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Rurban Territories: Cities Feeding People

Part 2 Dissertation 2010
Kudakwashe Mutsonziwa
University of Greenwich | UK
Urban Agriculture in Africa has become a survival strategy for many to provide substance for home consumption and agrarian entrepreneurialism. Although most Urban Agriculture in African cities is on a small-scale, one has to wonder if it is possible for it to be considered as a viable long-term option to greatly reduce food insecurity and poverty in these cities on a permanent basis.

Cities like Harare in Zimbabwe have undergone a large influx of urban agricultural activities all over the city, from inner city districts to rural-urban fringes. On recent trips to Harare I observed maize fields sprouting just about anywhere one could get away with it, as well as food vending activities along many roadsides. However architectural and urban planning laws have been slow to respond to this growing demand for space and resources to accommodate farming.

Urban Agriculture and its role in sustainable development have primarily been regarded from its ecological, social and economical dimensions, while spatial issues remain sidelined. But the question about space provisions for Urban Agriculture is crucial in Harare. Like most African cities, Urban Agriculture in Harare has social and economical merits, but has many failings in its spatial context. These failings, as discussed in my thesis, revealed amongst other problems large-scale environmental degradation and land conflicts in some districts.

The thesis aims to reveal opportunities to redefine spatial allocations to accommodate viable food production measures in Harare. Through an analysis of the current characteristics of informal sector activities related to food production, I discuss opportunities for implementing a host of architectural interventions and urban design strategies related to sustainable city development that could boost agrarian activities in Harare without becoming an environmental and social liability.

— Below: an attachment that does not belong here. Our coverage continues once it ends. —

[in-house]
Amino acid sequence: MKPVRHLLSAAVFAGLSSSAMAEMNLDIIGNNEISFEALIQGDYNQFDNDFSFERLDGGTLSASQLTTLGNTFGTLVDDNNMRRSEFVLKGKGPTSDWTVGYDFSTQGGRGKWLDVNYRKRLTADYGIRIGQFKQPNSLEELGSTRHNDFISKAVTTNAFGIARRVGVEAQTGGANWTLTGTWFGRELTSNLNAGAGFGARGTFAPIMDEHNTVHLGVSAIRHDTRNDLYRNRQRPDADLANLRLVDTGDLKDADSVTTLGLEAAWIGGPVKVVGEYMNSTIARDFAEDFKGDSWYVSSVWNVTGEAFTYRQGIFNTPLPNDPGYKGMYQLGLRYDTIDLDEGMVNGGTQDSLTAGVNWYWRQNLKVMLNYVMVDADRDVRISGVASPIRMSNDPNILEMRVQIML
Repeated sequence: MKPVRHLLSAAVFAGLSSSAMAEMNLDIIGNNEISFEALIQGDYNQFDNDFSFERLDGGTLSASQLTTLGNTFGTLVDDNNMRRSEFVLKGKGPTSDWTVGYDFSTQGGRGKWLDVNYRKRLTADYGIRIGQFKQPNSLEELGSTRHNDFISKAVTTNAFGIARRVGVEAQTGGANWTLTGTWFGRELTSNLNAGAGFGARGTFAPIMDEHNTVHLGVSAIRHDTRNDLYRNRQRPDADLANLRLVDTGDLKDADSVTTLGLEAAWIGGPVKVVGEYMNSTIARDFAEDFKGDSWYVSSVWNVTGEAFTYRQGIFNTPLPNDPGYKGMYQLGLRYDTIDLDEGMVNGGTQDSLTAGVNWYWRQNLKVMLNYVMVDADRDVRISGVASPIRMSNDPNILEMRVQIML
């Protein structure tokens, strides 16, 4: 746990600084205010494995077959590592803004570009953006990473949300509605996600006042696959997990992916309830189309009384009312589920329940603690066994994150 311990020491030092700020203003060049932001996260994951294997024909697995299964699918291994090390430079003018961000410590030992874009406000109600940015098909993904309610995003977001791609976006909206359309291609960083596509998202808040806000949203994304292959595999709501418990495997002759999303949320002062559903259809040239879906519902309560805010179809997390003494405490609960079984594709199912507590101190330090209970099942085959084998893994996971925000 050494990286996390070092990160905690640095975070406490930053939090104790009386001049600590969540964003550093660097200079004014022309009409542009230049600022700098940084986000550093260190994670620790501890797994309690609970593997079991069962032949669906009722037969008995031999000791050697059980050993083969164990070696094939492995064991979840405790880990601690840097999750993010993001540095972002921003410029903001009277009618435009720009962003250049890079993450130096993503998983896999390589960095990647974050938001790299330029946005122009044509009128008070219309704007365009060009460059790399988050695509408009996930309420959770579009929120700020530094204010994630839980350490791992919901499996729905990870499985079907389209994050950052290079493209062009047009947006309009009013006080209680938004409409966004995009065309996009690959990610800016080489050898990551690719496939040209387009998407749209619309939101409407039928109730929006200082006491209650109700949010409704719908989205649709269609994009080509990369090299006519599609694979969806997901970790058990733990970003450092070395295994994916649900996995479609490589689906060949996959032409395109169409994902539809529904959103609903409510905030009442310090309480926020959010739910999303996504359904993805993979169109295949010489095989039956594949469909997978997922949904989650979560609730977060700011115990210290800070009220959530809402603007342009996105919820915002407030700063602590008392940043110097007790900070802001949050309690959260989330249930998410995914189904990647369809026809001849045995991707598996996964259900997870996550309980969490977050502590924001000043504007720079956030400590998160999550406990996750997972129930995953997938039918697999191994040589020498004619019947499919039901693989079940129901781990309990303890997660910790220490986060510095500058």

With this in mind, the dissertation deals mainly with the importance of spatial allocations and patterns, appropriate infrastructure, and optimum density distribution concerning Urban Agriculture. The dissertation concludes with the suggestion of observation-based strategies to better include and locate farming activities within the built environment, in order to establish a more self reliant and successful food production in Harare.

Kudakwashe Mutsonziwa

Urban sustainability and issues of ‘lifestyle’ are intertwined in the western dialectics of urbanism – with a growing recognition by all that if the highest levels of environmental sustainability are to be achieved the car in it’s current dominant incarnation has to be largely abandoned in favour of more and better judged public transport and a closer relationship between living and work and, pace Milton Keynes, between home and social and cultural exchange.

Allotments, dachas and Schreber gardens have all had complex ambitions and realities in terms of health, exercise and the growing of plants to sustain these things visually and physically over time. Over time, too, the emphases change – from temporary escape to a rurban idyll, to the means to maintain life with basic agricultural products.

The global, regional and local movements of food and the unnatural harvesting and chilling/refrigeration associated with this in our times, become energy consumption too far, and whilst urban agriculture will never entirely support city dwellers, examples from Africa, Asia, Central and South America and even the contemporary ‘developed’ nations show that a contribution can be made, whilst beneficially ‘greening’ our cities.

The issues around urban agriculture will inevitable concern many disciplines and their interrelationships and could form the focus for many studies which should properly start with the way we live now and how we sustain ourselves, whether on 1USD or 1,000 USD’s per day.

This is a well-presented, well-researched and committed piece of work. The examples shown demonstrate how difficult it is for various authorities to equitably regulate, authorize or promote urban agriculture – and yet they must. The study is enriched and contextualized by a critique of the ‘compact city’ model promoted so much in the ‘west’ – not just for reducing unnecessary transport movement, but also predicated by the need for access for all to ‘downtown’ and the ‘CBD’ (Central Business District). Urban agriculture and the communities it supports, challenge through the focus of their lives, this western preoccupation.

Braden Engel
Richard Hayward
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